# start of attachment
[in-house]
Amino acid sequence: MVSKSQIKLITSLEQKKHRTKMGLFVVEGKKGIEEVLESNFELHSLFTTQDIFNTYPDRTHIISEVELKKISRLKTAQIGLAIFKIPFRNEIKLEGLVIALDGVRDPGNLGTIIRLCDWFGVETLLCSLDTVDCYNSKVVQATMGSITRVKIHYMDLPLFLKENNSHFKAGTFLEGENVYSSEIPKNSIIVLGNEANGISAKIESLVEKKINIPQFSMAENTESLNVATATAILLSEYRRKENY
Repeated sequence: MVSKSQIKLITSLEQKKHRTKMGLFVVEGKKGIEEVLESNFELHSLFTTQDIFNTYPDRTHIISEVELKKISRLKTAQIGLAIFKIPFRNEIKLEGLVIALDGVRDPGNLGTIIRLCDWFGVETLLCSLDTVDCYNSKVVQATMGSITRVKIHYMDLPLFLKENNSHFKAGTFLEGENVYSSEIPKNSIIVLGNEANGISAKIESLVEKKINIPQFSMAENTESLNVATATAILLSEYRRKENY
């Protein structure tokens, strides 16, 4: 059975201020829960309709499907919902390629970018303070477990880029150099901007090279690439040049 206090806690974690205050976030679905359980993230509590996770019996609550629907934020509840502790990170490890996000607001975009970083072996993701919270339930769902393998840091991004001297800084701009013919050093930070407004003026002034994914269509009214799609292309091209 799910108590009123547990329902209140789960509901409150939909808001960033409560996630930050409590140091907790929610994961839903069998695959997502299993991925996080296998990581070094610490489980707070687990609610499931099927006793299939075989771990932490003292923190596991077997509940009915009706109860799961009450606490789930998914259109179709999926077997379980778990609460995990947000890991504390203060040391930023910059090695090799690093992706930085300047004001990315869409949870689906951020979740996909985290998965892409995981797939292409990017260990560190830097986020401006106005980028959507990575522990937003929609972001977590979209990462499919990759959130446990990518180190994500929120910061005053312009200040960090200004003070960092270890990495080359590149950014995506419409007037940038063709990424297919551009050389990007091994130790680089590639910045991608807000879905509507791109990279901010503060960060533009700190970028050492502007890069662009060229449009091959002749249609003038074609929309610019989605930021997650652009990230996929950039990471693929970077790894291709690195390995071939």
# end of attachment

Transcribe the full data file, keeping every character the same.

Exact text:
[in-house]
Amino acid sequence: MVSKSQIKLITSLEQKKHRTKMGLFVVEGKKGIEEVLESNFELHSLFTTQDIFNTYPDRTHIISEVELKKISRLKTAQIGLAIFKIPFRNEIKLEGLVIALDGVRDPGNLGTIIRLCDWFGVETLLCSLDTVDCYNSKVVQATMGSITRVKIHYMDLPLFLKENNSHFKAGTFLEGENVYSSEIPKNSIIVLGNEANGISAKIESLVEKKINIPQFSMAENTESLNVATATAILLSEYRRKENY
Repeated sequence: MVSKSQIKLITSLEQKKHRTKMGLFVVEGKKGIEEVLESNFELHSLFTTQDIFNTYPDRTHIISEVELKKISRLKTAQIGLAIFKIPFRNEIKLEGLVIALDGVRDPGNLGTIIRLCDWFGVETLLCSLDTVDCYNSKVVQATMGSITRVKIHYMDLPLFLKENNSHFKAGTFLEGENVYSSEIPKNSIIVLGNEANGISAKIESLVEKKINIPQFSMAENTESLNVATATAILLSEYRRKENY
């Protein structure tokens, strides 16, 4: 059975201020829960309709499907919902390629970018303070477990880029150099901007090279690439040049 206090806690974690205050976030679905359980993230509590996770019996609550629907934020509840502790990170490890996000607001975009970083072996993701919270339930769902393998840091991004001297800084701009013919050093930070407004003026002034994914269509009214799609292309091209 799910108590009123547990329902209140789960509901409150939909808001960033409560996630930050409590140091907790929610994961839903069998695959997502299993991925996080296998990581070094610490489980707070687990609610499931099927006793299939075989771990932490003292923190596991077997509940009915009706109860799961009450606490789930998914259109179709999926077997379980778990609460995990947000890991504390203060040391930023910059090695090799690093992706930085300047004001990315869409949870689906951020979740996909985290998965892409995981797939292409990017260990560190830097986020401006106005980028959507990575522990937003929609972001977590979209990462499919990759959130446990990518180190994500929120910061005053312009200040960090200004003070960092270890990495080359590149950014995506419409007037940038063709990424297919551009050389990007091994130790680089590639910045991608807000879905509507791109990279901010503060960060533009700190970028050492502007890069662009060229449009091959002749249609003038074609929309610019989605930021997650652009990230996929950039990471693929970077790894291709690195390995071939």